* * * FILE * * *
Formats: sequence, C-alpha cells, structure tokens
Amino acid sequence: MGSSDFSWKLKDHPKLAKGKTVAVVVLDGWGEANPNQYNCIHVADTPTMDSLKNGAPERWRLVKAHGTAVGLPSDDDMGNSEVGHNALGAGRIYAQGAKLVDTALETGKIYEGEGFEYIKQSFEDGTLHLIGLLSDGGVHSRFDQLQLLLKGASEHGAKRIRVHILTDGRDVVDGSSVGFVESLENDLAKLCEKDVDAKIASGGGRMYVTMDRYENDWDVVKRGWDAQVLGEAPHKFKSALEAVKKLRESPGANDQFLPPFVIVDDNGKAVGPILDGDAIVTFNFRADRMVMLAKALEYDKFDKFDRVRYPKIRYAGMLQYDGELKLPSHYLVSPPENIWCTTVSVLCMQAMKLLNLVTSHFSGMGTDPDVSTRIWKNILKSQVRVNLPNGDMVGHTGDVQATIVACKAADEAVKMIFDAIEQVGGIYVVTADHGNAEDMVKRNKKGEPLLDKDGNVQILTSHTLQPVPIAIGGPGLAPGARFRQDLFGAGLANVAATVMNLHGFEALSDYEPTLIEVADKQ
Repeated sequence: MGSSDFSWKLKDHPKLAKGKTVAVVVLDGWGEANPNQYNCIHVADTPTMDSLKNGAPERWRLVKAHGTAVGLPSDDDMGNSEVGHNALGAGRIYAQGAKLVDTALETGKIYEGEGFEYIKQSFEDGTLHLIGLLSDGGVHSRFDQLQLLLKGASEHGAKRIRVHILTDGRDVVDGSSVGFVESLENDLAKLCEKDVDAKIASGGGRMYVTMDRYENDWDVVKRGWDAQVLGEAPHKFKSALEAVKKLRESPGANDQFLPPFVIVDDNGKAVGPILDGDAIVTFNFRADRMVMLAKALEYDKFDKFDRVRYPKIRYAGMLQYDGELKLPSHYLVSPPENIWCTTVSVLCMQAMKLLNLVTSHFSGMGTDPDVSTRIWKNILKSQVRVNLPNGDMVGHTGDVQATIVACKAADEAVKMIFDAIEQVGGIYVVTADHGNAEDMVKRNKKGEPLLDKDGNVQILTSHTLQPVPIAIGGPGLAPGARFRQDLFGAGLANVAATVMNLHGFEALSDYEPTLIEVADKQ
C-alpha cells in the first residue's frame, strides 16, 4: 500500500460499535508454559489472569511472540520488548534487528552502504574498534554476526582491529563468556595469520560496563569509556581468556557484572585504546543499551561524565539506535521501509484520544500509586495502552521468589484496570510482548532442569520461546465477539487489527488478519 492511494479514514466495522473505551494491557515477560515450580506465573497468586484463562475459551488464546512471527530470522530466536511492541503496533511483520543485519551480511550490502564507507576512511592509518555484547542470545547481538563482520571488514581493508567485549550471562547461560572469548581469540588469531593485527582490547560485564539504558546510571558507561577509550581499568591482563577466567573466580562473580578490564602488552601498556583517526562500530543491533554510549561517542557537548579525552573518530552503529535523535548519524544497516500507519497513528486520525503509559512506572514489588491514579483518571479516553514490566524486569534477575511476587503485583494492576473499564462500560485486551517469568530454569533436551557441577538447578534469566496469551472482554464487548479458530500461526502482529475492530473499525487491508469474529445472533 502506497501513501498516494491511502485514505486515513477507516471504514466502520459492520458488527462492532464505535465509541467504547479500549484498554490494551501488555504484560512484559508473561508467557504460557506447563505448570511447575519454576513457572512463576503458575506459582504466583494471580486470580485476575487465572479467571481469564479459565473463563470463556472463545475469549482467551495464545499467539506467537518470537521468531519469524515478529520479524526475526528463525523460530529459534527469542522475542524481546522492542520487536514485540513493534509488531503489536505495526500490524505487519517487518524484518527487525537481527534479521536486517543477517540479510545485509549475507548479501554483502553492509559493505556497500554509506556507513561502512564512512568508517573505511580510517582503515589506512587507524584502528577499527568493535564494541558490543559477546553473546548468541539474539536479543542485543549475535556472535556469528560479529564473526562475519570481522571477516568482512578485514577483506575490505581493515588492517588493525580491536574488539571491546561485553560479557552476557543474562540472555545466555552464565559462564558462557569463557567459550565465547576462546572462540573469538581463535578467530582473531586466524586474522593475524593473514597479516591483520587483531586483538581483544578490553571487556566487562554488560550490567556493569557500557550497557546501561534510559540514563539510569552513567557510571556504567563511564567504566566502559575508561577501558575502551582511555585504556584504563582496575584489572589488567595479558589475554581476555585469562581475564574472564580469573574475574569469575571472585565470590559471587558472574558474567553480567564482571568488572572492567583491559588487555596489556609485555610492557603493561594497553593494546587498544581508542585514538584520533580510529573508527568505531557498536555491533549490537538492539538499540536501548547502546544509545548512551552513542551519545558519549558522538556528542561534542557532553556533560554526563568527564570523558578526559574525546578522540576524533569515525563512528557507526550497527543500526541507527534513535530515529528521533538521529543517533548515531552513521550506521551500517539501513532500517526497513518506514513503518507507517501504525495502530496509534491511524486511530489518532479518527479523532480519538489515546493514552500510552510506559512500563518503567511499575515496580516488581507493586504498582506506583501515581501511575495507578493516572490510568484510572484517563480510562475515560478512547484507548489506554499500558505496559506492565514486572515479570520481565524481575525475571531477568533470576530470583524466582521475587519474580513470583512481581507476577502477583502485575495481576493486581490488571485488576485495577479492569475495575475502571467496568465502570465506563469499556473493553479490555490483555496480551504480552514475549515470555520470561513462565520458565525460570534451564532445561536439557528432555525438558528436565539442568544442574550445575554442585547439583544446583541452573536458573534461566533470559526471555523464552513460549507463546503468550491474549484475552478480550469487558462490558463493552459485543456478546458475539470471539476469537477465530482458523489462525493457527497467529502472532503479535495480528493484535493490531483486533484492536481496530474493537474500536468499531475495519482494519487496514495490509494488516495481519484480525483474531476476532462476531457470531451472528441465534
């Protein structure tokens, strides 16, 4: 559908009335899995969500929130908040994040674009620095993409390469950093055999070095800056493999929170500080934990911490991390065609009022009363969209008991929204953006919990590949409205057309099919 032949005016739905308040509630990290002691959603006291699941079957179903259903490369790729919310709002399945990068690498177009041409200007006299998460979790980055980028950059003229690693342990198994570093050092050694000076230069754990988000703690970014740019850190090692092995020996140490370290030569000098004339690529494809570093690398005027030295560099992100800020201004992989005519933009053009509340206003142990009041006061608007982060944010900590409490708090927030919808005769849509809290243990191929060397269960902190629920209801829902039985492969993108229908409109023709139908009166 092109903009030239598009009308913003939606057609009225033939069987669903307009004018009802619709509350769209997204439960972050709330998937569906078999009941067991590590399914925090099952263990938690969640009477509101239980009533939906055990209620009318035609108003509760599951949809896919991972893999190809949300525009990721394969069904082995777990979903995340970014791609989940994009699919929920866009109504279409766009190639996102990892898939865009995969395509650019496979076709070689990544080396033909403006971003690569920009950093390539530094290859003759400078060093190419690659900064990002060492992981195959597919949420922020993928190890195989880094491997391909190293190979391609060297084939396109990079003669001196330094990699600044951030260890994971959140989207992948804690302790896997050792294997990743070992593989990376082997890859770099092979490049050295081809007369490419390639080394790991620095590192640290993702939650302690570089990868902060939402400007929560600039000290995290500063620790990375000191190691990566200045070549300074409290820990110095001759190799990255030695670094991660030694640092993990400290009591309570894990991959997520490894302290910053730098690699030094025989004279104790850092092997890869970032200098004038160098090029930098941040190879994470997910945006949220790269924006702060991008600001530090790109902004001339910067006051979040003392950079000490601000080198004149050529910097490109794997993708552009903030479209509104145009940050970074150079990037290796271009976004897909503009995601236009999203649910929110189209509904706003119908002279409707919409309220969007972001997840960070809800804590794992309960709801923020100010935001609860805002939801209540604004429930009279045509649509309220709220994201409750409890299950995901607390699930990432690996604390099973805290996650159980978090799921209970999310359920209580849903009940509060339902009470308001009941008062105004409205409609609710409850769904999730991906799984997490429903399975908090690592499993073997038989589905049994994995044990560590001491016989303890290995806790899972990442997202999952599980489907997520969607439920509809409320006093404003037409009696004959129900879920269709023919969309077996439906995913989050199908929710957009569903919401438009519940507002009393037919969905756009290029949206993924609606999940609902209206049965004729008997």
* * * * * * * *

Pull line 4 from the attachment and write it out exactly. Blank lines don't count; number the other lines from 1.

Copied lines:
C-alpha cells in the first residue's frame, strides 16, 4: 500500500460499535508454559489472569511472540520488548534487528552502504574498534554476526582491529563468556595469520560496563569509556581468556557484572585504546543499551561524565539506535521501509484520544500509586495502552521468589484496570510482548532442569520461546465477539487489527488478519 492511494479514514466495522473505551494491557515477560515450580506465573497468586484463562475459551488464546512471527530470522530466536511492541503496533511483520543485519551480511550490502564507507576512511592509518555484547542470545547481538563482520571488514581493508567485549550471562547461560572469548581469540588469531593485527582490547560485564539504558546510571558507561577509550581499568591482563577466567573466580562473580578490564602488552601498556583517526562500530543491533554510549561517542557537548579525552573518530552503529535523535548519524544497516500507519497513528486520525503509559512506572514489588491514579483518571479516553514490566524486569534477575511476587503485583494492576473499564462500560485486551517469568530454569533436551557441577538447578534469566496469551472482554464487548479458530500461526502482529475492530473499525487491508469474529445472533 502506497501513501498516494491511502485514505486515513477507516471504514466502520459492520458488527462492532464505535465509541467504547479500549484498554490494551501488555504484560512484559508473561508467557504460557506447563505448570511447575519454576513457572512463576503458575506459582504466583494471580486470580485476575487465572479467571481469564479459565473463563470463556472463545475469549482467551495464545499467539506467537518470537521468531519469524515478529520479524526475526528463525523460530529459534527469542522475542524481546522492542520487536514485540513493534509488531503489536505495526500490524505487519517487518524484518527487525537481527534479521536486517543477517540479510545485509549475507548479501554483502553492509559493505556497500554509506556507513561502512564512512568508517573505511580510517582503515589506512587507524584502528577499527568493535564494541558490543559477546553473546548468541539474539536479543542485543549475535556472535556469528560479529564473526562475519570481522571477516568482512578485514577483506575490505581493515588492517588493525580491536574488539571491546561485553560479557552476557543474562540472555545466555552464565559462564558462557569463557567459550565465547576462546572462540573469538581463535578467530582473531586466524586474522593475524593473514597479516591483520587483531586483538581483544578490553571487556566487562554488560550490567556493569557500557550497557546501561534510559540514563539510569552513567557510571556504567563511564567504566566502559575508561577501558575502551582511555585504556584504563582496575584489572589488567595479558589475554581476555585469562581475564574472564580469573574475574569469575571472585565470590559471587558472574558474567553480567564482571568488572572492567583491559588487555596489556609485555610492557603493561594497553593494546587498544581508542585514538584520533580510529573508527568505531557498536555491533549490537538492539538499540536501548547502546544509545548512551552513542551519545558519549558522538556528542561534542557532553556533560554526563568527564570523558578526559574525546578522540576524533569515525563512528557507526550497527543500526541507527534513535530515529528521533538521529543517533548515531552513521550506521551500517539501513532500517526497513518506514513503518507507517501504525495502530496509534491511524486511530489518532479518527479523532480519538489515546493514552500510552510506559512500563518503567511499575515496580516488581507493586504498582506506583501515581501511575495507578493516572490510568484510572484517563480510562475515560478512547484507548489506554499500558505496559506492565514486572515479570520481565524481575525475571531477568533470576530470583524466582521475587519474580513470583512481581507476577502477583502485575495481576493486581490488571485488576485495577479492569475495575475502571467496568465502570465506563469499556473493553479490555490483555496480551504480552514475549515470555520470561513462565520458565525460570534451564532445561536439557528432555525438558528436565539442568544442574550445575554442585547439583544446583541452573536458573534461566533470559526471555523464552513460549507463546503468550491474549484475552478480550469487558462490558463493552459485543456478546458475539470471539476469537477465530482458523489462525493457527497467529502472532503479535495480528493484535493490531483486533484492536481496530474493537474500536468499531475495519482494519487496514495490509494488516495481519484480525483474531476476532462476531457470531451472528441465534